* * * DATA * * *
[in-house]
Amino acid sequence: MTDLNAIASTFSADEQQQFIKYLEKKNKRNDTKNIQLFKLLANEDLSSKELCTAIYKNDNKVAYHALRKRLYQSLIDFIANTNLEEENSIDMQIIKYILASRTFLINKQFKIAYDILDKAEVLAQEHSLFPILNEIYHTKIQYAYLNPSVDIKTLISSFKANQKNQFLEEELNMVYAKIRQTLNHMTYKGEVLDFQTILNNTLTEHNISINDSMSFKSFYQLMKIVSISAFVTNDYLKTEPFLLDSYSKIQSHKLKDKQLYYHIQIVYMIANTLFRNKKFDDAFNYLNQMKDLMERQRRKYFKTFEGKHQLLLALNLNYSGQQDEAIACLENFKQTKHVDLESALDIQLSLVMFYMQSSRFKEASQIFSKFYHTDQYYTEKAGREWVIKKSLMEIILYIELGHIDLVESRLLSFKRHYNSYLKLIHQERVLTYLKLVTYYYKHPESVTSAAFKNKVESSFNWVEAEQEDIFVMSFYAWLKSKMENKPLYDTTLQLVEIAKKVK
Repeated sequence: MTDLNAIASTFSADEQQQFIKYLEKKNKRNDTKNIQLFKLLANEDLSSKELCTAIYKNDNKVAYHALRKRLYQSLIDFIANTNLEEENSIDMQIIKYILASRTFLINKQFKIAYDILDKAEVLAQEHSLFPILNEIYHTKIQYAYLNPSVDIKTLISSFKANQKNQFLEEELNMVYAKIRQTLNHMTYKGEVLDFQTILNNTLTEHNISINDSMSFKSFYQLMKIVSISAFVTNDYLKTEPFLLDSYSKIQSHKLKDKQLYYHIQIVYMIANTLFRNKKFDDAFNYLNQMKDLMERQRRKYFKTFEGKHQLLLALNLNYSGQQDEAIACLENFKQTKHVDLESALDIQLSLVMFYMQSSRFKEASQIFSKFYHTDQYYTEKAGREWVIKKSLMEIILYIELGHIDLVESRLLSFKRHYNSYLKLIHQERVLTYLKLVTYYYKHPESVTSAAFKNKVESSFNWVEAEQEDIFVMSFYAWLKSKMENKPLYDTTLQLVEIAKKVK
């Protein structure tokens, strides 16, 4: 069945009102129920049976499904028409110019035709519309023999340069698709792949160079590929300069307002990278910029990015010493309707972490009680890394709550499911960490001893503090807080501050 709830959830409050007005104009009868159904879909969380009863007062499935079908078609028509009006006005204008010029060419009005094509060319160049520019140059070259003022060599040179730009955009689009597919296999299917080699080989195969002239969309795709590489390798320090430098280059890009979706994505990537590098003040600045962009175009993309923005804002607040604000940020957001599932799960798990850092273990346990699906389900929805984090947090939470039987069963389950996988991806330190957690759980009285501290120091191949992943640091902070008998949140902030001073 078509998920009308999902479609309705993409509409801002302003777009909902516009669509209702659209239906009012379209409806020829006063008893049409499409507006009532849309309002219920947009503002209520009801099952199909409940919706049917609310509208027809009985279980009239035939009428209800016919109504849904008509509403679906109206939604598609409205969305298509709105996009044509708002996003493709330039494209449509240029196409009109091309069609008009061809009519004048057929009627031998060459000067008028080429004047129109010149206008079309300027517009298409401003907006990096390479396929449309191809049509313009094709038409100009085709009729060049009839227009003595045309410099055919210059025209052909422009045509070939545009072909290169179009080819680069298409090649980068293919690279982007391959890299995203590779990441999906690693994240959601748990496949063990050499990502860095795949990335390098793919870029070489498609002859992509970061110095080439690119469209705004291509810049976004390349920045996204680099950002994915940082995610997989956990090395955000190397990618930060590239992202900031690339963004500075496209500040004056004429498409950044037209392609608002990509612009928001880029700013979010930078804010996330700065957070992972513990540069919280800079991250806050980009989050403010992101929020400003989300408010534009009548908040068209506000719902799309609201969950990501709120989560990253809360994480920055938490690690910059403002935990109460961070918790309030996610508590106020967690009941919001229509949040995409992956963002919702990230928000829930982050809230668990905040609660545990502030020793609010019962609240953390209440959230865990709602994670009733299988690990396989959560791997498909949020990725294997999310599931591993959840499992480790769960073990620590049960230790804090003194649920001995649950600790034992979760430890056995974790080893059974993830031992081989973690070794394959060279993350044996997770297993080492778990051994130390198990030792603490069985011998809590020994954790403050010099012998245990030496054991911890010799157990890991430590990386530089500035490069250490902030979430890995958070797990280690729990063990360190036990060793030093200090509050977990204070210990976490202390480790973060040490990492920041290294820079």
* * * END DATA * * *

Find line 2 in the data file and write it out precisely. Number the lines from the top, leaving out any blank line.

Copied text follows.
Amino acid sequence: MTDLNAIASTFSADEQQQFIKYLEKKNKRNDTKNIQLFKLLANEDLSSKELCTAIYKNDNKVAYHALRKRLYQSLIDFIANTNLEEENSIDMQIIKYILASRTFLINKQFKIAYDILDKAEVLAQEHSLFPILNEIYHTKIQYAYLNPSVDIKTLISSFKANQKNQFLEEELNMVYAKIRQTLNHMTYKGEVLDFQTILNNTLTEHNISINDSMSFKSFYQLMKIVSISAFVTNDYLKTEPFLLDSYSKIQSHKLKDKQLYYHIQIVYMIANTLFRNKKFDDAFNYLNQMKDLMERQRRKYFKTFEGKHQLLLALNLNYSGQQDEAIACLENFKQTKHVDLESALDIQLSLVMFYMQSSRFKEASQIFSKFYHTDQYYTEKAGREWVIKKSLMEIILYIELGHIDLVESRLLSFKRHYNSYLKLIHQERVLTYLKLVTYYYKHPESVTSAAFKNKVESSFNWVEAEQEDIFVMSFYAWLKSKMENKPLYDTTLQLVEIAKKVK